“Looking East” “My Prof” stirred national interest in university life in East Germany – and its smaller classes, great campuses, and lower cost of living. A December study showed that people familiar with the marketing campaign of the 43 East German state universities were almost twice as likely to consider eastern universities (46%) compared to those unfamiliar (24%). While the true impact on campus enrolment will be seen in the coming academic year, there’s an exciting new vibe about attending eastern state universities. Campaign coverage ran on virtually every West German radio and television outlet. Ninety online stories appeared on high-traffic portals, and 110 newspaper articles reached 2.84 million. Additionally, the “sofa lectures” were streamed online by some of Germany’s largest online magazines and portals ( with250MM unique visits/month, with 290 MM unique visits/month, and with40 MM unique visits/month). West Germans have opened their homes to the campaign, and the unexpected new university marketing approach has created extensive buzz.


Sofa Seminars: We wanted to bring living room lectures West, complete with Q&As about university life back in the East. We strategically targeted three states: North Rhine-Westphalia, which has the highest population; Hessen, which is centrally located; and Lower Saxony, the second largest state after Bavaria. We then chose our audience – 16-19 year-olds undecided about which university to attend. We selected professors who are leaders in various fields – management, sociology, and history – subjects incoming students are likely to take. We paired them with student ambassadors, so-called “Campus Specialists,” for Q&As about the state universities. On 6th September, the management professor rang a student’s doorbell in Bonn, and delivered a convincing inaugural lecture. Afterward, a student exclaimed: “I can now imagine studying in eastern Germany. … The East is definitely more interesting to me now.” Other lectures followed 19th September (Hannover) and 11th November (Frankfurt am Main). And all the media tagged along.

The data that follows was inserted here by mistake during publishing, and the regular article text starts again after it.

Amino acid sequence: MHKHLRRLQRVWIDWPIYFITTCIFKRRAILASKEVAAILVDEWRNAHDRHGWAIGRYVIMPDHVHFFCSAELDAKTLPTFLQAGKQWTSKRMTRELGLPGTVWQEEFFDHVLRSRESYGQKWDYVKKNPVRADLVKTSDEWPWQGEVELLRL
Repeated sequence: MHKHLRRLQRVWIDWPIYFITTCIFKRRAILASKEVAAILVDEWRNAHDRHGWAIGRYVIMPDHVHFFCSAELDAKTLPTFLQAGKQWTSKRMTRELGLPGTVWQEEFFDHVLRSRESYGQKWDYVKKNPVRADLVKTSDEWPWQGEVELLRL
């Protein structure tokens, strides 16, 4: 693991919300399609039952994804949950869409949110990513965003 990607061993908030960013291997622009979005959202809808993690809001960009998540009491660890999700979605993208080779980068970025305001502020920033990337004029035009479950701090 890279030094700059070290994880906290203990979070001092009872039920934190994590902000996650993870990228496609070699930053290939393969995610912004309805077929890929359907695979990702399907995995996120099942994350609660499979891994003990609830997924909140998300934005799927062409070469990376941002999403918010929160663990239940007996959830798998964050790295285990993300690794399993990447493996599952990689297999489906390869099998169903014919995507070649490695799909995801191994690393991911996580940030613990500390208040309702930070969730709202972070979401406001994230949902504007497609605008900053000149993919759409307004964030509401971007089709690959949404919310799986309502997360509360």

The Situation

East Wants to Meet West: The German state higher education system, among Europe’s biggest and best, includes 194 western and 43 eastern state universities. But the lion’s share of students is in the West. Students had reservations about eastern universities, even though the Wall fell 25 years ago. In 2013 only 17% of West Germans were interested in attending eastern universities. Due to demographic changes the number of East German high school graduates going to university declined, thus, it was imperative for the East German state university system to attract more prospective university students from West Germany.

The Strategy

Take the University to the High School Graduate: We knew western students had misconceptions about eastern state universities. When it came to choosing universities, some thought, “West is best,” due to clichés about the “Far East” that predated the fall of the Wall. Other high school graduates were simply unaware of eastern universities. But we knew eastern universities offered tremendous advantages, chiefly that classes are smaller, so students can benefit from closer relationships with lecturers and better services for individual students. Our research also indicated that westerners were indifferent to eastern universities. How could we reach our target group and let them personally experience the advantages of attending university in East Germany rather than West Germany? “Bring eastern state universities to them,” we thought. Our strategy was to bring outstanding lectures by East German professors to West Germany – directly to high school students’ living rooms – and leverage the events in the media. We’d show the nation what East German state universities had to offer.